Thursday, September 25, 2014

Book Pre-Sale and Private Reading / Rare Beer Night Invitation



Here is a link for you to click.

A few weeks ago I had a realization: I really needed to eat rotten shark meat before the end of the year.

A month or so previous I had eaten some Century Eggs that I'd acquired in Chinatown. These mucus-green, gelatin-like fermented eggs were  while surprisingly innocent in taste  almost certainly one of the most horrifying-looking foods I'd ever consumed. But they were fairly easy to acquire, and they definitely didn't smell like death incarnate. As far as bizarre and unusual fermented food traditions, they were fitting as a marker of the halfway point of my year. But I'd need something even more bizarre and challenging to end on. After all, while much of the mission of the book is to educate people on the ways microbes impact us and our food on an every-day basis — far more than most of us realize — part of the goal also is to illustrate what fermentation is. And what better way to illustrate how deep the magic of fermentation goes than to personally gag my way through one of the most pungent, unique, and intimidating foods in the world? Rotten shark meat from Iceland, for example. Truly, I understand the fundamentals of education.

Hákarl is made by burying the poisonous flesh of a Greenland shark in the ground for months. After fermentation, it is theoretically fit for human consumption, but retains some delightful properties: the high content of urea is gone, but an overwhelming odor of ammonia remains. For unfathomable reasons that I hope to get to the bottom of, this food has become a cherished delicacy in Iceland.

Various notable eaters-of-things have described hákarl as one of the most horrifying foods on earth. It's reputation for smelling like something that should kill you while not actually killing you is fairly impressive. One of my favorite descriptions from a hákarl-tryer will have to be paraphrased: like encountering a Dementor in the Harry Potter series, the experience is not only a terrifying experience in the present, but from that moment onward robs you of the ability to ever feel joy again.

Sadly, in spite of its popularity, hákarl is unavailable outside of Iceland. But we can all agree, I clearly must try this stuff for the book, which means I must go to Iceland for a few days at the end of the year, which means I am doing a pre-sale of my book to raise the money necessary to go to Iceland (because I am a writer, and therefore cannot afford trips to Iceland). I am happy to try hákarl so you don't have to, but it's going to take some planning and effort.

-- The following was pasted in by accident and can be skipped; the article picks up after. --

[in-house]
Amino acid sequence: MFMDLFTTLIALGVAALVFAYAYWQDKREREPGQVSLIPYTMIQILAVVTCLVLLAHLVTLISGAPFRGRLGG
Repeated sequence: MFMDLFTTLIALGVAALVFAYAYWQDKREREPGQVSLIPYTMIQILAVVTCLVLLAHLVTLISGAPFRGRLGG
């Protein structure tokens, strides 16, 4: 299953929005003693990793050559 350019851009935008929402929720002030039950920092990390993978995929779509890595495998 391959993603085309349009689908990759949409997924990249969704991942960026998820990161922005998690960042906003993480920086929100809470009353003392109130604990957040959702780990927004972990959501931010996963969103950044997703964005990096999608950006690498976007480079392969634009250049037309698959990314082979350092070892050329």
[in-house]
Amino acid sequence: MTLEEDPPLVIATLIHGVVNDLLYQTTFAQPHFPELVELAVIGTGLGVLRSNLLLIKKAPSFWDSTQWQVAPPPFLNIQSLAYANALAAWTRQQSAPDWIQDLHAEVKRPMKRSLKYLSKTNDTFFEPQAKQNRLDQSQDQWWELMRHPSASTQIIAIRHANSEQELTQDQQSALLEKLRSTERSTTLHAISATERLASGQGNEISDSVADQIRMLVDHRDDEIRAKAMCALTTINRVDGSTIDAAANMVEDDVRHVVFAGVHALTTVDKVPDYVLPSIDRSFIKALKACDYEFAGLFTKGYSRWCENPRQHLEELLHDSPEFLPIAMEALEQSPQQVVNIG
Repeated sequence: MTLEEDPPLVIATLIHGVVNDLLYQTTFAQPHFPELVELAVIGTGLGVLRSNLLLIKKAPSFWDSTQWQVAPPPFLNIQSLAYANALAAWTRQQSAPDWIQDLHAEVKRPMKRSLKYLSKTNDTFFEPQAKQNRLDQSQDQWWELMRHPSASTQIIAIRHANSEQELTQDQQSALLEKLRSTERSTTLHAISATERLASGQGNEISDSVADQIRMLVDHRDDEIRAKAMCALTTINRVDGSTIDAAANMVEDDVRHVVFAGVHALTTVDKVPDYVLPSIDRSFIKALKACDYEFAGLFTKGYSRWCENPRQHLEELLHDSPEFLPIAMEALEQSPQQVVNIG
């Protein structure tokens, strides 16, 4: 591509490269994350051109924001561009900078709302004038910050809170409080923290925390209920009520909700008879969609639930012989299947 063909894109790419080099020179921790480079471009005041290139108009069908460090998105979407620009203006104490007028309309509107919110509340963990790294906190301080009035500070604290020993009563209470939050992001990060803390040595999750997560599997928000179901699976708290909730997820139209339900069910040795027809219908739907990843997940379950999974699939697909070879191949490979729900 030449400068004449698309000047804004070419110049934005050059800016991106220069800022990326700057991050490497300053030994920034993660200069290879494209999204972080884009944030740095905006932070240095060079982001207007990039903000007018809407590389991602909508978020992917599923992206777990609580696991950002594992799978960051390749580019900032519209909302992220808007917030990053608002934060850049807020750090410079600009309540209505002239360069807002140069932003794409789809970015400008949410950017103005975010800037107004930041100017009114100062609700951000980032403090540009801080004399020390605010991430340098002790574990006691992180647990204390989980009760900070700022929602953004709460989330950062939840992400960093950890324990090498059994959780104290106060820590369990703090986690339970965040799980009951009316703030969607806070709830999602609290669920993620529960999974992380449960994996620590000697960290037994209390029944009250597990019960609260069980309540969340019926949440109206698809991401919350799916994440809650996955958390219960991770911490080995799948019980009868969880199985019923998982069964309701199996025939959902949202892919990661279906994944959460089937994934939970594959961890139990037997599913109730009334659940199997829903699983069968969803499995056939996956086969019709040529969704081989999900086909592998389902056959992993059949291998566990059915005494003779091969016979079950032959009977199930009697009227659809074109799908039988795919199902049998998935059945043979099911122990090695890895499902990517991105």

Another thing we can all agree on: crowd-funding is pretty silly, so I want to keep this as straight-forward as possible. Consider this no more than a pre-sale, if you want — a pre-sale which happens to ensure that a very fun chapter of the book can be written.

You can, right now, pre-order a copy of The Fermented Man, right here. So go ahead and ease your future self's purchasing obligations and avoid the tedious, dangerous experience of shopping online for books at Amazon. Instead, I will sign a copy of the book just for you, maybe even doodle a picture of a bear or a little anthropomorphic lactobacillus or something, and mail the book right to your address of choice (when it's released, of course).

Or, if you wish, consider it an invitation to a very fun book preview event I'll be holding next year (most likely in May, but exact date and location TBA), during which we will all enjoy a lovely sampling of various fermented foods and destroy my extensive collection of vintage Bear Flavored beverages, as well as several Very Special Kegs containing even more delicious beverages. I will regale those select few in attendance with tales of fermented shark meat, and great times will be had by all. (You will also get a signed copy of the book once it's out, of course). I'm going to pull a lot of strings for this event to make sure it's something special.

More details, of course, over on my IndieGoGo page.

So, lock down your signed copy of The Fermented Man now (it's going to be awesome), consider joining me for an Evening of Good Times (also awesome), and sleep better at night knowing that I'm going to try to put one of the most foul-smelling foods on earth down my mouth at the end of December.

I'm getting closer and closer to the end of the year, and the next few months will certainly be interesting. Thanks to everyone for your support and interest in the book, I can't wait to share it with all of you!


2 comments:

  1. Best of luck! Looking forward to hearing about your experiences.

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  2. This is a great idea, on multiple levels, and it's clear you're going to reach your goal well before November! Congrats! I totally want to contribute at the level of attending the tasting / reading. Gonna go convince my employers to cut me an extra check...

    ReplyDelete

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